This issue of Perkins+Will Research Journal includes five articles that focus on different research topics, such as implementation of lean design principles for healthcare facilities, design of double skin facade system for a higher education building, review of waste to energy technologies for healthcare buildings, and methods for achieving net-zero energy goals for residence halls.
“Using a Lean Perspective to Explore the Impact of the Built Environment and Operations on the Retention of Patients in an Outpatient Care Delivery Setting” discusses how lean design principles have been used to improve operations of an outpatient clinic for treatment of HIV and AIDS. Observational studies, value stream mapping and utilization analyses were used to assess patient flow and services within the clinic, and findings were used to identify how the built environment can be modified to improve patient care and operations of this facility.
“Holding the Sun at Bay: A Study in the Development of the Double-Skin Façade for the Case Western Reserve University Tinkham Veale University Center” presents research that was conducted during the design of this academic building, focusing on innovative facade technologies. During the early stages of the design, the team investigated several different options for the west facade, including electrochromic glass, internal sun shades, fixed external sunshades and a double skin facade. The findings indicated that the double skin facade was the best solution, and series of subsequent studies were performed to determine its functionality.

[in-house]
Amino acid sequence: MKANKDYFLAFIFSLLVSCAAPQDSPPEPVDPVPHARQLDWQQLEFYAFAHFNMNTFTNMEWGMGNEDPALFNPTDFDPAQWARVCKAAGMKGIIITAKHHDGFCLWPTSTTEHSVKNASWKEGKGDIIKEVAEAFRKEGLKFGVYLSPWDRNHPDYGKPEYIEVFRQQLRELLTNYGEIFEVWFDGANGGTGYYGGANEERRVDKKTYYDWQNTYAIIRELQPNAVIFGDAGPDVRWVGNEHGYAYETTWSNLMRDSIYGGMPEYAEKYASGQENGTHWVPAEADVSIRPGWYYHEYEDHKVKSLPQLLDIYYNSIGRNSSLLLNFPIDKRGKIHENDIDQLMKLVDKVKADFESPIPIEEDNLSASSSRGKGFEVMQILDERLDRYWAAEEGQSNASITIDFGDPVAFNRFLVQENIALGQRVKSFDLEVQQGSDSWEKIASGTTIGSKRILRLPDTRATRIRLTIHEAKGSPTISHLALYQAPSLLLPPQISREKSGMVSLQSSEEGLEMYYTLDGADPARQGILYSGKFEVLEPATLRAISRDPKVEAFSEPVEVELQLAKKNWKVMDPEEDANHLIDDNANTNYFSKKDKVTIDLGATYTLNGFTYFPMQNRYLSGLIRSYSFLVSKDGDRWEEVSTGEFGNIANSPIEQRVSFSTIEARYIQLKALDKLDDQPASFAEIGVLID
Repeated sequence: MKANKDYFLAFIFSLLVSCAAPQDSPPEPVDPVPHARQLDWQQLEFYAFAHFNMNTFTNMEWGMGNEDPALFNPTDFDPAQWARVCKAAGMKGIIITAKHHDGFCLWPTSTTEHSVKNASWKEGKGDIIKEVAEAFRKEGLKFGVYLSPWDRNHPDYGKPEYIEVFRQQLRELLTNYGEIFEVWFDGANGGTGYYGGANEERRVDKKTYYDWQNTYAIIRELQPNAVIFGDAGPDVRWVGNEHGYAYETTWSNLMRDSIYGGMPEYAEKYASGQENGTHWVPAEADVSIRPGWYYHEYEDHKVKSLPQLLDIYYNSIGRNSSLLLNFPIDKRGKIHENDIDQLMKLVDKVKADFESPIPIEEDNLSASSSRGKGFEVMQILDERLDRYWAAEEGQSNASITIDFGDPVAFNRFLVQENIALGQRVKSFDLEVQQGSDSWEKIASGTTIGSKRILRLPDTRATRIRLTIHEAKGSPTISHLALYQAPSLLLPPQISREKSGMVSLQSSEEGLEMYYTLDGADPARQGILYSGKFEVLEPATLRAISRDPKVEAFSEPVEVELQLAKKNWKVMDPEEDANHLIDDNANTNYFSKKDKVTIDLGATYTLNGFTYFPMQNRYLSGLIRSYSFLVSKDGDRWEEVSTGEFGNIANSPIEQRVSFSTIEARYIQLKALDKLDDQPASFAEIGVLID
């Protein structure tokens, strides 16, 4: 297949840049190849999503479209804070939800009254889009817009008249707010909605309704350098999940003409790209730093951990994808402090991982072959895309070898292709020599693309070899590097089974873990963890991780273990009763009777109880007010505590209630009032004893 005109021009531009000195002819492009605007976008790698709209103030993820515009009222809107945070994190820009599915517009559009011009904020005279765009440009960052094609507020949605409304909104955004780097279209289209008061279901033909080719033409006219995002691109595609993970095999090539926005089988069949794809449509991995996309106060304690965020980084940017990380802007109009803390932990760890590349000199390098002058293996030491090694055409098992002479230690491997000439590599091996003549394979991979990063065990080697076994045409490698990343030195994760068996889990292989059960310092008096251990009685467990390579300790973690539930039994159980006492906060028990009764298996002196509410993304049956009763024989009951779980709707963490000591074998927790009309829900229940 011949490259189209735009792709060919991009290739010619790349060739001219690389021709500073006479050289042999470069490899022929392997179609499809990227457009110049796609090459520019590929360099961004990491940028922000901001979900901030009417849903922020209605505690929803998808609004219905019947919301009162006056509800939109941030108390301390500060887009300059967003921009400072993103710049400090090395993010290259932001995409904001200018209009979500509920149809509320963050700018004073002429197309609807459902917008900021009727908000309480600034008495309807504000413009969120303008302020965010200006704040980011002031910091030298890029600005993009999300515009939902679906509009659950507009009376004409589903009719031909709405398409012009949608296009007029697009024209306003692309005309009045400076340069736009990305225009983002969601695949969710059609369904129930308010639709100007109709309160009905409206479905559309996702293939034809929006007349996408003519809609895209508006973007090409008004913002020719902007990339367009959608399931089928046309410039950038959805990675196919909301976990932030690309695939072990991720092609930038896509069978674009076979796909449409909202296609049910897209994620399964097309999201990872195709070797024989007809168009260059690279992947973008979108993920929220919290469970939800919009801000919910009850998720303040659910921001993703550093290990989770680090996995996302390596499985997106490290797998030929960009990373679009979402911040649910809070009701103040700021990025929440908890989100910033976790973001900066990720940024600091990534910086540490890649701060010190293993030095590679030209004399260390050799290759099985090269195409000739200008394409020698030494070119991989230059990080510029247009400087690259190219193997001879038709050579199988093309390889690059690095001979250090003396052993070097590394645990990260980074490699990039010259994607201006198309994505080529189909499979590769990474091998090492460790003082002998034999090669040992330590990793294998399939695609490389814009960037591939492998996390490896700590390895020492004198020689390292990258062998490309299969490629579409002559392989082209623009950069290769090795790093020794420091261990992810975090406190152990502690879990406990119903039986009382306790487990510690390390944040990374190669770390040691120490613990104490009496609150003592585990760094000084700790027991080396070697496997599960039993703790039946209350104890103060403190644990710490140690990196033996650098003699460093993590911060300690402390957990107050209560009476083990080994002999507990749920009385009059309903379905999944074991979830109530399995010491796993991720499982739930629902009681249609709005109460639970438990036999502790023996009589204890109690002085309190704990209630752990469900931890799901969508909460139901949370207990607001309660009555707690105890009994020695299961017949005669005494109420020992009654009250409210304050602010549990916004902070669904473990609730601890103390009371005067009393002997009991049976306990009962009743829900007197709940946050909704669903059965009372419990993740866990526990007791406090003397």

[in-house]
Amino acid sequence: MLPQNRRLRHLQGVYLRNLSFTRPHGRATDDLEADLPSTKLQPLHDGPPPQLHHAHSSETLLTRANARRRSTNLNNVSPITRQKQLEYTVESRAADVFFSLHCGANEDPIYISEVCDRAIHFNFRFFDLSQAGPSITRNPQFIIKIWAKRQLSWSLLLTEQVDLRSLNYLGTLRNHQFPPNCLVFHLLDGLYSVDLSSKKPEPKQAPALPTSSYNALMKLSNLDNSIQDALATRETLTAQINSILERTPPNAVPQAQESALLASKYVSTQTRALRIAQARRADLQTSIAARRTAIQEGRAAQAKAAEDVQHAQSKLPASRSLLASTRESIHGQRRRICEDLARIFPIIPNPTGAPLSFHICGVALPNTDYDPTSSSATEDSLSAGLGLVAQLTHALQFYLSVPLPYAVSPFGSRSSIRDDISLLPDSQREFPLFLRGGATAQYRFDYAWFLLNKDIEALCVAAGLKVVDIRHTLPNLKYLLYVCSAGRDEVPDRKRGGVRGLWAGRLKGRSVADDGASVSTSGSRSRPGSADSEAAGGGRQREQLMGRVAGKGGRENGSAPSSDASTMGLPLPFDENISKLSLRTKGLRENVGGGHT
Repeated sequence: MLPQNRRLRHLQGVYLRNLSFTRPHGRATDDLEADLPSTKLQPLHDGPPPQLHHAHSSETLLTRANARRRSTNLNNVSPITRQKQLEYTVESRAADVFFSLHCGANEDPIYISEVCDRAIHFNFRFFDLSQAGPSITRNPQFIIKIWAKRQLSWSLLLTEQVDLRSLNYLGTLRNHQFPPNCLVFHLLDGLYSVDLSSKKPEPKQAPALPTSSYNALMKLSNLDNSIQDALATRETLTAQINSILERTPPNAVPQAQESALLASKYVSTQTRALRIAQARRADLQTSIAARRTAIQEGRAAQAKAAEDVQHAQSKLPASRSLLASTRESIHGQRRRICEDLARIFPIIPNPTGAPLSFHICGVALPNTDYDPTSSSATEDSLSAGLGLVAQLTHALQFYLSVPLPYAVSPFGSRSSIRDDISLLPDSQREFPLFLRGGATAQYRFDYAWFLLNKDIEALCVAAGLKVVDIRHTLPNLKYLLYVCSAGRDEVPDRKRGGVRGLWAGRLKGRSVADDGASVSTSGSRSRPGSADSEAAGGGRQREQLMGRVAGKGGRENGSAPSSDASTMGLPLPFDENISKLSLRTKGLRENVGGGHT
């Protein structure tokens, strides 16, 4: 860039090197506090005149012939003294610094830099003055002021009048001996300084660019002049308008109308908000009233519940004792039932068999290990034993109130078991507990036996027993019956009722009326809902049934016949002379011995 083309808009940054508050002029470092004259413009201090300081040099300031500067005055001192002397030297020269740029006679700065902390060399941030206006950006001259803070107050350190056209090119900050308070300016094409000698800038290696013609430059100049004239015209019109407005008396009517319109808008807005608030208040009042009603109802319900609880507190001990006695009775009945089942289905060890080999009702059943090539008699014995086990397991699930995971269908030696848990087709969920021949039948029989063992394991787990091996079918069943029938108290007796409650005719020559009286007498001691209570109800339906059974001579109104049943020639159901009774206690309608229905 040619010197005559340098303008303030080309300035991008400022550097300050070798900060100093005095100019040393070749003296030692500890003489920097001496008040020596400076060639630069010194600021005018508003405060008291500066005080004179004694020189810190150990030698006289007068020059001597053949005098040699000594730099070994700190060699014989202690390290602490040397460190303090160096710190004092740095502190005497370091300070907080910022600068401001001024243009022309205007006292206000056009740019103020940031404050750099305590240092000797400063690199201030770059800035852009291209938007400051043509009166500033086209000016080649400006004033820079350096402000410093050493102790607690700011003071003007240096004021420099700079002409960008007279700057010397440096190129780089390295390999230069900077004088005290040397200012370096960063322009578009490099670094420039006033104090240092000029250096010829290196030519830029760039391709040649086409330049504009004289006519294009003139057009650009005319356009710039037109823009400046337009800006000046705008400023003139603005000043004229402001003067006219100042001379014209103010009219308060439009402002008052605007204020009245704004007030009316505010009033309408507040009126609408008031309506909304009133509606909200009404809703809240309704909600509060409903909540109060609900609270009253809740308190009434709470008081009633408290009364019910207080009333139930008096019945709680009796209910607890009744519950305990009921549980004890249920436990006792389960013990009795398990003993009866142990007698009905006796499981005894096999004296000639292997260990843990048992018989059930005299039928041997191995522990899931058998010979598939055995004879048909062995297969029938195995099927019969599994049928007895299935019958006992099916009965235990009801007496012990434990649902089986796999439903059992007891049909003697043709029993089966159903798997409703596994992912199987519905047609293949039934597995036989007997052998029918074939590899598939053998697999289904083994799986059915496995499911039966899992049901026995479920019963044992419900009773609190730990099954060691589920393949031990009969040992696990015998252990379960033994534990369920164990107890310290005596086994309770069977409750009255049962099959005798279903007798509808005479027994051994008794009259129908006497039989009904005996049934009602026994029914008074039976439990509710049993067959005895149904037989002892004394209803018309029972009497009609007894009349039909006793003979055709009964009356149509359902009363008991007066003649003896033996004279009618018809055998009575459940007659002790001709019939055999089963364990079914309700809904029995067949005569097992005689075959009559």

“Achieving Energy Independence: Methods and Case Studies in Healthcare for Use of Waste to Energy Technologies” reviews different waste-to-energy technologies, and how healthcare facilities can employ these technologies for waste management. The article is a literature review, describing different technologies, environmental aspects, financing concepts, as well as case studies. The conclusion indicates that there is a potential to implement these technologies in healthcare facilities, and that there are environmental and economic benefits for their integration.
“Interdisciplinary Training in Medical Simulation: A Comparison of Team Training Courses in Simulation Programs in Hospital Healthcare Systems, Medical Schools, and Nursing Schools” discusses medical simulation training and identifies how this learning style can impact the design of simulation centers. The article reviews existing research regarding team-based simulations in medical facilities, course offerings and reports for educational and hospital-based simulation centers. Also, several case studies are reviewed that illustrate how the built environment should be designed to support this type of training. Conclusions indicate that these types of training spaces are evolving at a rapid pace, and that flexibility of use is a key aspect for architectural design.
“A Zero Net Energy Building Pilot Study: Low Energy Strategies for Weygand Residence Hall at Bridgewater State University” presents research that was conducted during the design of this residence hall, aimed to identify whether net-zero energy goals can be achieved in residence halls. The article reviews the design process and analyses that were conducted to investigate different design strategies, building systems, renewable energy sources, as well as operational and maintenance factors. Conclusions suggest that high occupancy and significant energy demand in residence halls require consideration of new ideas about energy consumption, as well as changes in operation to drastically improve building performance.
Download the Research Journal Vol. 05.02.